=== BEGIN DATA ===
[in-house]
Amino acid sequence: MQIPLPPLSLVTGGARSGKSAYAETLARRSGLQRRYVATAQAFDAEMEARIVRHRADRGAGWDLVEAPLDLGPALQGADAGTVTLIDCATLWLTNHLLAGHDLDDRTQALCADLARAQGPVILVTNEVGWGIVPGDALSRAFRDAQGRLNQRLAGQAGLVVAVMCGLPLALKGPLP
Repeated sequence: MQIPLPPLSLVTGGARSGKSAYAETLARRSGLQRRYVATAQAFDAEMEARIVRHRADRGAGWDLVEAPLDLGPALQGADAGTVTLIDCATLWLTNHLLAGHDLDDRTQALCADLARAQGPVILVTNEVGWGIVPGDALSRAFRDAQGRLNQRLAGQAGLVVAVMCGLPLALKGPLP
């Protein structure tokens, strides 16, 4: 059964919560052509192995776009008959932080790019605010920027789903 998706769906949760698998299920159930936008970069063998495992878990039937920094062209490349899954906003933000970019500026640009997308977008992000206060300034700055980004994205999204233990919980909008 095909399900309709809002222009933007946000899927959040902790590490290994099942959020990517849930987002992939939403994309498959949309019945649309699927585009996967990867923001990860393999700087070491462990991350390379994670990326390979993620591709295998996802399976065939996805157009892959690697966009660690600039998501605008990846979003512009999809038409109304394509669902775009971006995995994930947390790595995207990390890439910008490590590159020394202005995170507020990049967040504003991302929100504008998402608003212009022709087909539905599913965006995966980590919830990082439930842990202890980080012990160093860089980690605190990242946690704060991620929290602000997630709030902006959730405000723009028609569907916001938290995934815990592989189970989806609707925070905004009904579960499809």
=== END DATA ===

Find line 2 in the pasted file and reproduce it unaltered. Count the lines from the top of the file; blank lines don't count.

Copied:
Amino acid sequence: MQIPLPPLSLVTGGARSGKSAYAETLARRSGLQRRYVATAQAFDAEMEARIVRHRADRGAGWDLVEAPLDLGPALQGADAGTVTLIDCATLWLTNHLLAGHDLDDRTQALCADLARAQGPVILVTNEVGWGIVPGDALSRAFRDAQGRLNQRLAGQAGLVVAVMCGLPLALKGPLP